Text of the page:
Every day, workers everywhere are exposed to noise during their workday that may be loud enough – or occasionally loud enough – to be damaging to their hearing. Without adequate protection and procedures, long-term damage can occur. This is why workplace safety, and hearing conservation programs, are essential for long-term health and well-being.
The United States Department of Labor’s Occupational Safety and Health Administration (OSHA) mandates that employers must incorporate a hearing conservation program when workers are exposed to an average noise level of 85dB over an 8-hour workday. 85dB sounds like a freight train (at 15 meters), a garbage disposal, dishwasher, or a milling machine. 90dB sounds like a Boeing 737 flying at one nautical mile before landing, a power mower, a motorcycle at 25 feet, or a newspaper press. And 100dB – which will cause serious damage if exposure lasts for 8 hours – is equivalent to the sound of a jet taking off, a farm tractor, or a jackhammer. These are not uncommon sounds for many average working North Americans.
The Centers for Disease Control and Prevention (CDC) states that “four million workers go to work each day in damaging noise conditions. Ten million people in the U.S. have a noise-related hearing loss. Twenty-two million workers are exposed to potentially damaging noise each year.”
In order to maintain compliance with OSHA guidelines related to occupational hearing conservation programs, every employee whose work environment exposes them to noise levels of 85dB over an 8 hour period is required to undergo a hearing test for the purpose of producing a baseline audiogram. An audiogram test is to be provided by the employer and must be done within the first six months of employment. Sooner would be better.
What is a Baseline Audiogram Test?
A baseline audiogram test is intended to provide a reference point for future audiometric tests. This is the audiogram against which future audiograms are compared, making it possible to determine if an employee’s hearing has changed since that initial hearing test was performed. This baseline may determine that the employee joined the organization with mild, moderate, or even severe hearing loss. The initial level of hearing is not the goal of obtaining a baseline test, and employees should not be concerned with where their hearing thresholds levels lie. It’s the comparative results over time that are imperative to monitor in a hearing conservation program.
The Periodic/Annual Audiogram
With a baseline audiogram now on file, the employees move into an annual cycle of hearing testing. The ongoing hearing test results are then compared against the identified ear-specific baselines, allowing the employer to take appropriate measures if a shift in hearing is detected. These changes are recorded as a Standard Threshold Shift (STS).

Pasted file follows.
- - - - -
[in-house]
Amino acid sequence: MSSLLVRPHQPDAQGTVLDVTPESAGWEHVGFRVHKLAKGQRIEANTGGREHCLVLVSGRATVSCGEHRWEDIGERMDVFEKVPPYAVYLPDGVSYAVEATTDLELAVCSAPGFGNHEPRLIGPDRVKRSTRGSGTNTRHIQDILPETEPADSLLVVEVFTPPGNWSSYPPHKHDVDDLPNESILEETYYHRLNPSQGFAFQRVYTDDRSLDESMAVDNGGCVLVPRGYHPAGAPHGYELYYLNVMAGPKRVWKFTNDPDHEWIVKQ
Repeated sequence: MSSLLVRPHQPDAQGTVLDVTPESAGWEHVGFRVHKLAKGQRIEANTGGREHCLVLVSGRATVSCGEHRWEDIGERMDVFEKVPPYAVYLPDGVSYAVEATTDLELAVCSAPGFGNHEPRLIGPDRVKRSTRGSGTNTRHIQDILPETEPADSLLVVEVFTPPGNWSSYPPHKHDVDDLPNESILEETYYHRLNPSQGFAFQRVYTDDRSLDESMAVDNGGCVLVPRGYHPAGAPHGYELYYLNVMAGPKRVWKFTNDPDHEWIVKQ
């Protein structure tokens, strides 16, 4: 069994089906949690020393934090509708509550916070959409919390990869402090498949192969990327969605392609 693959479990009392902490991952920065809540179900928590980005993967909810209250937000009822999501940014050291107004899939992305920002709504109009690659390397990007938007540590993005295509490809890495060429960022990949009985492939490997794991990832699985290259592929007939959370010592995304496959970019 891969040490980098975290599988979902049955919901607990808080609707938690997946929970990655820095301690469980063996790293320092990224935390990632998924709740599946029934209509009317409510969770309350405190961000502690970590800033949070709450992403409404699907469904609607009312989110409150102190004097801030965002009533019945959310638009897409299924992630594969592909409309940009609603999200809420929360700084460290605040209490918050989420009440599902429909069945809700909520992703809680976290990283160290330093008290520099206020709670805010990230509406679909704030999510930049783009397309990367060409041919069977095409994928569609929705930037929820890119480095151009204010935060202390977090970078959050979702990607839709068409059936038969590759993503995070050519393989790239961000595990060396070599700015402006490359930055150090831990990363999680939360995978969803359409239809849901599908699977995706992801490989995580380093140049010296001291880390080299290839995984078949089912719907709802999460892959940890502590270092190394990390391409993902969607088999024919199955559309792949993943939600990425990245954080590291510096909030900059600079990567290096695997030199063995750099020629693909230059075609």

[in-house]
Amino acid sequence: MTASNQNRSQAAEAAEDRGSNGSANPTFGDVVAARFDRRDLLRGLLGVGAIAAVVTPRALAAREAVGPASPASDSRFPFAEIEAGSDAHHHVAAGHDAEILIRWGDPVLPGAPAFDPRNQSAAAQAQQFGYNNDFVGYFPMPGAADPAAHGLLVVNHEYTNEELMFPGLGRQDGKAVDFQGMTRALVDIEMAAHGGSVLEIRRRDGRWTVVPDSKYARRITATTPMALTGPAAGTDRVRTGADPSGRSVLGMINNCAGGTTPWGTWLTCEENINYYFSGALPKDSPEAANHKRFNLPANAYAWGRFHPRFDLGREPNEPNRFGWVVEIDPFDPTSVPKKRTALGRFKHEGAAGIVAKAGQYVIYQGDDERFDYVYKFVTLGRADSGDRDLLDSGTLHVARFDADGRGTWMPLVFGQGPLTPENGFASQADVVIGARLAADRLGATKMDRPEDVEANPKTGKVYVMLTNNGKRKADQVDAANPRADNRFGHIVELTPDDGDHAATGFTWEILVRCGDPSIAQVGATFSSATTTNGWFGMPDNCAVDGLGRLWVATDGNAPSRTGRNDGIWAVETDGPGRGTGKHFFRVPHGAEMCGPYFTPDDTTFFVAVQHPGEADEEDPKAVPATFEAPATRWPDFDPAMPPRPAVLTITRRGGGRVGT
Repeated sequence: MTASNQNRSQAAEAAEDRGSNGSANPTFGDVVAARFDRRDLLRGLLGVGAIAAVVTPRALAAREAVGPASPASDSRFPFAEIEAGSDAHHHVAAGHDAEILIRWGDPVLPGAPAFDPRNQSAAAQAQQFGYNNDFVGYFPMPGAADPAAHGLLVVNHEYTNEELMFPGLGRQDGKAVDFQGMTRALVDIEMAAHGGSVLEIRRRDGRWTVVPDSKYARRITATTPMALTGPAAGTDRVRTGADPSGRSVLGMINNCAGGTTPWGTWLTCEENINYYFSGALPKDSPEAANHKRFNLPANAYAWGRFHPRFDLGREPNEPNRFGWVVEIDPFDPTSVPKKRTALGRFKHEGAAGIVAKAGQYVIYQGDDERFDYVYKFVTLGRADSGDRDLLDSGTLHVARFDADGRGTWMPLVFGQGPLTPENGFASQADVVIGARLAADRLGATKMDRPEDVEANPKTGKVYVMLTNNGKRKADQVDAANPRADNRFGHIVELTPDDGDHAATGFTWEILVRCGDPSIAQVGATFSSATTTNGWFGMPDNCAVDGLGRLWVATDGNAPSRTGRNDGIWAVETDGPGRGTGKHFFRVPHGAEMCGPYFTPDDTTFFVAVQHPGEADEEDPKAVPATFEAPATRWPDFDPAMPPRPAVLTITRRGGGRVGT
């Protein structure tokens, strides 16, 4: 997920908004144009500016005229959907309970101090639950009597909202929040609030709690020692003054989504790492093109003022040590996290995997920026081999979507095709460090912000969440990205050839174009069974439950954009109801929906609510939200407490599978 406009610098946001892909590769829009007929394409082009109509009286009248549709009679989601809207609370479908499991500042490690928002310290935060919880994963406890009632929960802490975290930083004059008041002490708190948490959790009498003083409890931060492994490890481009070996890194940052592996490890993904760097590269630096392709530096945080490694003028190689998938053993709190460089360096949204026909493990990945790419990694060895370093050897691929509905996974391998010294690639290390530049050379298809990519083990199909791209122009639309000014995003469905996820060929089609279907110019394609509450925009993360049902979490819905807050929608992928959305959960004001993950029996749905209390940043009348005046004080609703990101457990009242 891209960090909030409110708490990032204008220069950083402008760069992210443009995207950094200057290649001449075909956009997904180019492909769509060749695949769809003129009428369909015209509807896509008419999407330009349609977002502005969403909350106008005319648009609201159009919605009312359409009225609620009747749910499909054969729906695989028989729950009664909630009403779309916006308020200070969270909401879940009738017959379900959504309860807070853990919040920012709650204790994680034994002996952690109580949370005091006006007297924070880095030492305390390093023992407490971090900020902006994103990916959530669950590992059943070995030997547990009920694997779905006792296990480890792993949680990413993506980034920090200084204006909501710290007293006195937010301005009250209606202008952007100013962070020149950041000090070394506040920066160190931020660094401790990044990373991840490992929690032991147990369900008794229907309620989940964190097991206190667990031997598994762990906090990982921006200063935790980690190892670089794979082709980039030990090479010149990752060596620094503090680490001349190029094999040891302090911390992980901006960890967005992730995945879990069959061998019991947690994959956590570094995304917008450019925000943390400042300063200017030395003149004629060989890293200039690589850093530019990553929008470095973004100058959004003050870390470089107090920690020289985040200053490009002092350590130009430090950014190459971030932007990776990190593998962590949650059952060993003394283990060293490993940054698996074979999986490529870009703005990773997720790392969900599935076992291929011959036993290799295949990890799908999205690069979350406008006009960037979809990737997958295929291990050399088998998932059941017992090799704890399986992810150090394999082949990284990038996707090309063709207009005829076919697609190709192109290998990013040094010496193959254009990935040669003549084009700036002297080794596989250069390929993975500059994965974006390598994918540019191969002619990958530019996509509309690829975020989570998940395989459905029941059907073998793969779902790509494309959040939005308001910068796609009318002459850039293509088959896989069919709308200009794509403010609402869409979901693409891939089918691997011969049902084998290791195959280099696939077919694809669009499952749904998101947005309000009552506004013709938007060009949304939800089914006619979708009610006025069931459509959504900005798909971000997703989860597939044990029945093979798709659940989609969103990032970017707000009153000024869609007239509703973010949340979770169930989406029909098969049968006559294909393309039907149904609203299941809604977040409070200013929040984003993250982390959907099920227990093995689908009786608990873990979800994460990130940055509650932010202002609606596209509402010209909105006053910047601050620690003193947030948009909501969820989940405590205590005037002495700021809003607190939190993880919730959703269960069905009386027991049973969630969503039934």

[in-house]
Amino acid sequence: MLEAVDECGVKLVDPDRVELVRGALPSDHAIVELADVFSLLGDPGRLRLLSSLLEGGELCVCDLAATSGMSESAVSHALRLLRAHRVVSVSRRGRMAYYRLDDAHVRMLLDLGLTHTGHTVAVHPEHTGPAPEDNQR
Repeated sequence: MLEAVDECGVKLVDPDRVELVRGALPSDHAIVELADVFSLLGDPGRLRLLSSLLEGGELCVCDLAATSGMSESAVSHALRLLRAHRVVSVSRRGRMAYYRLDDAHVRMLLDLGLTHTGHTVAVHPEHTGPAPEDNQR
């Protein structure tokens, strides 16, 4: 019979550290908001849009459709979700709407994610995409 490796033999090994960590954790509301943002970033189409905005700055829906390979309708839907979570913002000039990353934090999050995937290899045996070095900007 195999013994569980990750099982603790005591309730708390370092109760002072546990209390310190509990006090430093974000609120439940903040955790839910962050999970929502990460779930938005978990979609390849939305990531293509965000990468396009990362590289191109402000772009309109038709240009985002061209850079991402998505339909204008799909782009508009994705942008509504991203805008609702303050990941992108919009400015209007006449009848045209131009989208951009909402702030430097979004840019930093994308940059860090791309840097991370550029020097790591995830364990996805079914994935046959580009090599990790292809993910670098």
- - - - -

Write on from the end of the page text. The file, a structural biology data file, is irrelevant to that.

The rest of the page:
Standard Threshold Shift
A Standard Threshold Shift is a detectable change in hearing as compared to the baseline audiogram. The American Occupational Safety and Health Administration (OSHA) defines a change as an average shift of 10dB or more at 2000, 3000, and 4000 Hz in either ear. If a shift is identified, follow-up actions are required by both the employer and employee. The employer is obligated to inform the employee within 21 days of the determination of a hearing shift and refer them to an audiologist for follow-up testing and possibly treatment. Employees – who should already be wearing proper hearing protection – may require another work environment noise assessment and/or updated hearing protection recommendations. Additionally, this may be a good opportunity to revisit the proper insertion and placement of various hearing protectors.
Implementing and managing an occupational hearing conservation program is not a simple task. If you administer the program yourself in-house or outsource it to a trusted service provider, the process can be time-consuming. And whether you have ten or 10,000 employees, the simple task of scheduling annual tests can turn into a full-time job! Sending employees off-site to be tested, or employing trucks to bring testing to your employees can be an expensive endeavor. This is where the right mobile system with integrated paperless data management can help you automate much of the program workflow.
Today, SHOEBOX Audiometry is changing how many of our customers administer their hearing conservation programs. Our systems are easy-to-use, lightweight and portable. Thanks to our integrated noise monitoring capabilities, SHOEBOX helps you produce accurate results even when testing is done outside of a sound booth (in a reasonably quiet environment). Best of all, it can be used to automate baseline shift detections, taking away any guesswork. And our cloud-based web portal for accessing, managing, analyzing, and reporting employee data in an online environment is helping more customers move to a paperless solution. If you have questions about how we can help streamline your hearing conservation efforts contact us using the form below.
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Gina brings almost 25 years of technology marketing experience to her position with SHOEBOX. She joins the company from IBM where she led worldwide digital marketing strategy for the Security Division. Prior to IBM, she was Director of Marketing for Watchfire (acquired by IBM) where she led demand generation and communications strategy.